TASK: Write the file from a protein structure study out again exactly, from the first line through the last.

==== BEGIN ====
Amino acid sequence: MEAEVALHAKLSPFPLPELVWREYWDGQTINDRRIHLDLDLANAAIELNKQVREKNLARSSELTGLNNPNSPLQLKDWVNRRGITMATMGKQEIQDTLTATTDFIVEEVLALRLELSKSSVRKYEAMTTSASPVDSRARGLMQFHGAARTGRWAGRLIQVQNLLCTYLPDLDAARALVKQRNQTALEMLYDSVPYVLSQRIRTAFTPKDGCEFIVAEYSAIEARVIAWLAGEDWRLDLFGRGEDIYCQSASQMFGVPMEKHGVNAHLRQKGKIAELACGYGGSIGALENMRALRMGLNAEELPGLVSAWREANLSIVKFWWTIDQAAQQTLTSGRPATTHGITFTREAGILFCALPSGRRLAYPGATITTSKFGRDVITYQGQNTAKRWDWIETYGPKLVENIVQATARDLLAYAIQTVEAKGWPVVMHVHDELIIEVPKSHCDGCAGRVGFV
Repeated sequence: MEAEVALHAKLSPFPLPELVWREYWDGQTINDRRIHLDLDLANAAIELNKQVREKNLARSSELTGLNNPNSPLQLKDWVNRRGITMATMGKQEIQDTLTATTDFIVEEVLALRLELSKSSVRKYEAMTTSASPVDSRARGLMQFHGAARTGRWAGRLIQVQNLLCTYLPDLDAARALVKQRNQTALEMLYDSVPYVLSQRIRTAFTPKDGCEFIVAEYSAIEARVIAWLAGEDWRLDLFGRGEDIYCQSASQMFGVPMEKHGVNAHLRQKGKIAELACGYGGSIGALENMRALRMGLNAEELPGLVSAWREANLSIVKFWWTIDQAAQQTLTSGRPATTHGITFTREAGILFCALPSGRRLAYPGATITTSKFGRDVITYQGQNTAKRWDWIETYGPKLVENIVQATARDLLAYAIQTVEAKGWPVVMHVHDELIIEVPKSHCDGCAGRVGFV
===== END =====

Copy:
Amino acid sequence: MEAEVALHAKLSPFPLPELVWREYWDGQTINDRRIHLDLDLANAAIELNKQVREKNLARSSELTGLNNPNSPLQLKDWVNRRGITMATMGKQEIQDTLTATTDFIVEEVLALRLELSKSSVRKYEAMTTSASPVDSRARGLMQFHGAARTGRWAGRLIQVQNLLCTYLPDLDAARALVKQRNQTALEMLYDSVPYVLSQRIRTAFTPKDGCEFIVAEYSAIEARVIAWLAGEDWRLDLFGRGEDIYCQSASQMFGVPMEKHGVNAHLRQKGKIAELACGYGGSIGALENMRALRMGLNAEELPGLVSAWREANLSIVKFWWTIDQAAQQTLTSGRPATTHGITFTREAGILFCALPSGRRLAYPGATITTSKFGRDVITYQGQNTAKRWDWIETYGPKLVENIVQATARDLLAYAIQTVEAKGWPVVMHVHDELIIEVPKSHCDGCAGRVGFV
Repeated sequence: MEAEVALHAKLSPFPLPELVWREYWDGQTINDRRIHLDLDLANAAIELNKQVREKNLARSSELTGLNNPNSPLQLKDWVNRRGITMATMGKQEIQDTLTATTDFIVEEVLALRLELSKSSVRKYEAMTTSASPVDSRARGLMQFHGAARTGRWAGRLIQVQNLLCTYLPDLDAARALVKQRNQTALEMLYDSVPYVLSQRIRTAFTPKDGCEFIVAEYSAIEARVIAWLAGEDWRLDLFGRGEDIYCQSASQMFGVPMEKHGVNAHLRQKGKIAELACGYGGSIGALENMRALRMGLNAEELPGLVSAWREANLSIVKFWWTIDQAAQQTLTSGRPATTHGITFTREAGILFCALPSGRRLAYPGATITTSKFGRDVITYQGQNTAKRWDWIETYGPKLVENIVQATARDLLAYAIQTVEAKGWPVVMHVHDELIIEVPKSHCDGCAGRVGFV